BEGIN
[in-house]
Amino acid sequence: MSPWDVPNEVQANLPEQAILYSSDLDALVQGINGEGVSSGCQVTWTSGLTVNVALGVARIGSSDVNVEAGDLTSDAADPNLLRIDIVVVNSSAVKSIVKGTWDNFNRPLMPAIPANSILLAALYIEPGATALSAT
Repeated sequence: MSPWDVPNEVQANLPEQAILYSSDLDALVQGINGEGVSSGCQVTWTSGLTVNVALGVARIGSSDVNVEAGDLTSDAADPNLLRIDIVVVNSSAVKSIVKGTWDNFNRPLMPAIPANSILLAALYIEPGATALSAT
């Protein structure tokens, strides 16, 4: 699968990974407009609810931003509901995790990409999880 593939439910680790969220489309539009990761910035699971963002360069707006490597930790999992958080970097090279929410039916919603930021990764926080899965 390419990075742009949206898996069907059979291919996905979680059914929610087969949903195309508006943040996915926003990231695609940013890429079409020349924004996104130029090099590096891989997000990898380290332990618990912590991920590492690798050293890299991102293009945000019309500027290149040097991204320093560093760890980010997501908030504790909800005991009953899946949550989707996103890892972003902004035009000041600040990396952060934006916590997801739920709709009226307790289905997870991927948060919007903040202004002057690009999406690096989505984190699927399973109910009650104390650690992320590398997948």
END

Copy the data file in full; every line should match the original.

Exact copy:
[in-house]
Amino acid sequence: MSPWDVPNEVQANLPEQAILYSSDLDALVQGINGEGVSSGCQVTWTSGLTVNVALGVARIGSSDVNVEAGDLTSDAADPNLLRIDIVVVNSSAVKSIVKGTWDNFNRPLMPAIPANSILLAALYIEPGATALSAT
Repeated sequence: MSPWDVPNEVQANLPEQAILYSSDLDALVQGINGEGVSSGCQVTWTSGLTVNVALGVARIGSSDVNVEAGDLTSDAADPNLLRIDIVVVNSSAVKSIVKGTWDNFNRPLMPAIPANSILLAALYIEPGATALSAT
């Protein structure tokens, strides 16, 4: 699968990974407009609810931003509901995790990409999880 593939439910680790969220489309539009990761910035699971963002360069707006490597930790999992958080970097090279929410039916919603930021990764926080899965 390419990075742009949206898996069907059979291919996905979680059914929610087969949903195309508006943040996915926003990231695609940013890429079409020349924004996104130029090099590096891989997000990898380290332990618990912590991920590492690798050293890299991102293009945000019309500027290149040097991204320093560093760890980010997501908030504790909800005991009953899946949550989707996103890892972003902004035009000041600040990396952060934006916590997801739920709709009226307790289905997870991927948060919007903040202004002057690009999406690096989505984190699927399973109910009650104390650690992320590398997948």